US is not Europe, but creeping fear is here
be focused on the Jews on the ground across America who are at the sharp end of the threats and disruption.
“We go to work every day ready to fight to protect Jewish people, so it’s our expectation that we are on the front line. Not on the front line is a mum who drops her daughter off at pre-school or a dutiful son who brings his elderly father to a rehab programme, so it’s those people who feel it much worse than we do.”
Despite his criticisms, Mr Greenblatt recognises the Trump administration’s efforts to reassure US Jewry.
“We have a president of the USA with a Jewish son-in-law and a daughter who is Jewish by choice. They are shomrei Shabbat and his grandchildren go to a Jewish day school. We have never had, in the history of this country, a president with such an intimate relationship with Jewish people.”
He also commended the president’s address to a joint session of Congress which opened with a condemnation of antisemitism, as well vice-president Pence’s recent trip to Dachau.
“These are probably symbolic signs that should be celebrated and elevated because they are meaningful words,” he said.
“We hope the present administration will pivot from words to action and take concentrated measures to protect the Jewish community.”
Later on Tuesday, Mr Greenblatt spent around half an hour addressing the APPG, with MPs Michael Gove and Iain Duncan Smith present.
The group’s chairman Tom Tugendhat told the JC: “Mr Greenblatt has a very important and interesting voice, so it was great to have him come and talk about some of the lessons of the USA and how they can be applied to us.”
WHEN I moved to America six months ago, to take up a job as New York correspondent for The Sunday Times, my primary concerns were mastering the subway system and the minutiae of the Trump movement. It was all red caps and racism and rallies in Raleigh.
I didn’t really think about what it would mean to be a Jew in my new city. London and New York have so much in common: the same bars with exposed brickwork and hipster cocktails, the same anxious millennials tapping away on their Apple Macs in every corner café. They are global siblings.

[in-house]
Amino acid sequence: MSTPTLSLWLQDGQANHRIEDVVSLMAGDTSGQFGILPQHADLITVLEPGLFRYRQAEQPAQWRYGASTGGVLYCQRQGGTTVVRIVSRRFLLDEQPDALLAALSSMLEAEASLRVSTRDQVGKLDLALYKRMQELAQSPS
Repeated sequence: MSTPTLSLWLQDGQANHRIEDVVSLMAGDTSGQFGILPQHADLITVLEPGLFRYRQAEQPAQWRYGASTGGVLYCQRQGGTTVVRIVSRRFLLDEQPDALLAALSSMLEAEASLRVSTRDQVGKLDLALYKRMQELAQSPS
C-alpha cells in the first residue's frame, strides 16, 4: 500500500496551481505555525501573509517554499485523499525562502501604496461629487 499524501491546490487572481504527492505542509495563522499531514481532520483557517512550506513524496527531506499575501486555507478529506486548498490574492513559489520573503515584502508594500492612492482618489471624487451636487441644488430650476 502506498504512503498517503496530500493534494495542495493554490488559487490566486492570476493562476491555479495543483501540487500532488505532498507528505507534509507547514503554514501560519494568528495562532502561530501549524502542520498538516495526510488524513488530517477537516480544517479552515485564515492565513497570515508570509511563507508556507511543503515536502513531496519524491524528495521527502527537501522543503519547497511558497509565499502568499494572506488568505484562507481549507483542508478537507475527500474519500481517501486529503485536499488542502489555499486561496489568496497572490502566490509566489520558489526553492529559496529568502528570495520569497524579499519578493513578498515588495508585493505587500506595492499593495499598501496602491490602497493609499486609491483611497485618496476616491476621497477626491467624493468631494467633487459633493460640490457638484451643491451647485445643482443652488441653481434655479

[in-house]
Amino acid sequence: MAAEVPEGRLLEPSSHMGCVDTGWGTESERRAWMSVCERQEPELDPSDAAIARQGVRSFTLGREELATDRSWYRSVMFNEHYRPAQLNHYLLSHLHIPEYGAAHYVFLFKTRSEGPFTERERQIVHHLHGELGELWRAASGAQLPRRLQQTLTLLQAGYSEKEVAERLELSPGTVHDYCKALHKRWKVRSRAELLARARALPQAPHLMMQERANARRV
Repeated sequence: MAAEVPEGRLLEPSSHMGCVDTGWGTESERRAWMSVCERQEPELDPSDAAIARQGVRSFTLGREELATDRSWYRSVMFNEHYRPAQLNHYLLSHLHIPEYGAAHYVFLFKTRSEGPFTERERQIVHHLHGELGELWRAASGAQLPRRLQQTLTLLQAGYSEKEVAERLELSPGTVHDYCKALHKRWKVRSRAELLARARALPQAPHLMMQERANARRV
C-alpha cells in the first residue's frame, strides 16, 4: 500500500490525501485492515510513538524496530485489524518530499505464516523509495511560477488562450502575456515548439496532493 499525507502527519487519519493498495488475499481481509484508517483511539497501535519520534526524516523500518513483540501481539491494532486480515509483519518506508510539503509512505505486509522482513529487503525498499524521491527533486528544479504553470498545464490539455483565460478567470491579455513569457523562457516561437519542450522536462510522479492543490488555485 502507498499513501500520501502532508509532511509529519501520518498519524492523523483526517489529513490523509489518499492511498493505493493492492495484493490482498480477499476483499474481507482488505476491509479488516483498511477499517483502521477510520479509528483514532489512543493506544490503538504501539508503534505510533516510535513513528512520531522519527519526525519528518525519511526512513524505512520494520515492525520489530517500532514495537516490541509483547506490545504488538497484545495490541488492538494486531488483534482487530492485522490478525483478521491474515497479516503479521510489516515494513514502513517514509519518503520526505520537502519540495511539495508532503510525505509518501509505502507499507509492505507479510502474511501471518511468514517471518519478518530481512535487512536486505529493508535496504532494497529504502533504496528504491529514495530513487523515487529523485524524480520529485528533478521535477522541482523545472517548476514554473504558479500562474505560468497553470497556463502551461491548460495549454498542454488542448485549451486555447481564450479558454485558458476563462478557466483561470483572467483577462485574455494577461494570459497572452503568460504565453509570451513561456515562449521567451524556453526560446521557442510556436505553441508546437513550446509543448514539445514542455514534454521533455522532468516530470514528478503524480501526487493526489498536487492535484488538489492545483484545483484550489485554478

But after being here about a week I started to realise that on the Jewish front at least, things were very different. Little signs of Judaism were everywhere, woven into the very fabric of the city. The Mexican woman who made the tea at my favourite coffee shop wished me Shabbat shalom. Huge swathes of Brooklyn seemed to resemble 18th-century Lviv. I even ended up going on dates with Jewish girls, something I had long sworn off in London. It just sort of happened.
It took coming here to make me realise how restrained and repressed my Anglo-Jewish identity is. I may have grown up in leafy north London, but it suddenly became clear to me the extent to which the mindset of many British Jews is still rooted in the European ghetto. We still whisper the word “Jewish” in public. If you want to succeed in Britain and join the establishment then you leave a little bit of your Judaism at the door. You’re quiet about it. That’s the trade. I was not the first to make it.
But now I could sit in a restaurant in Manhattan and listen to two Jewish princesses reminisce loudly about their batmitzvahs and instead of cringing and worrying about a shanda fur die goyim, I could just smile at the familiarity of it all. Judaism in New York is a civilisation, not a guilty secret.
I realised why American Jews look at European ones with pity. Why stay in a place where your identity is closeted and your cemeteries are regularly daubed with swastikas, those nasty little reminders that they are still out there, and they still want to get you?
But recently things in America have started to change. The goldene medinah may be losing just a little of its sheen. Last year, Donald Trump’s election campaign sparked a wave of online Jew-hatred, much of it aimed at prominent journalists. Since his inauguration the calls have started, bomb threats to Jewish Community Centres around the country. The ancient hatred has reached into the places where toddlers go to cheder and women do their water aerobics to remind America’s Jews that they are still out there, and they still want to get you.
The cemeteries came next, that vile and most craven of desecrations, in St Louis and Philadelphia, hundreds of headstones split and crunched. Will violence follow?
Some of these people may be feeding off Mr Trump’s noxious rhetoric about colour and creed, which has emboldened bigots and conspiracists. But it may also be subtler than that: history teaches us that in times of stress and social fracture, someone usually decides to give the Jews a kicking.
America will not become Europe. But it’s there again, at the margins, the creeping fear, gnawing away at the confidence and comfort that has for so long been the birthright of the American Jew. This may well be a phase, I sincerely hope so. But for me it’s served as a reminder that even in the land of the free, some small part of us will always be imprisoned by the hatred of our enemies.
The ancient hatred has reached into places where toddlers go to cheder
Josh Glancy is New York correspondent for The Sunday Times
Mount Carmel Cemetery in Philadelphia after it was desecrated last week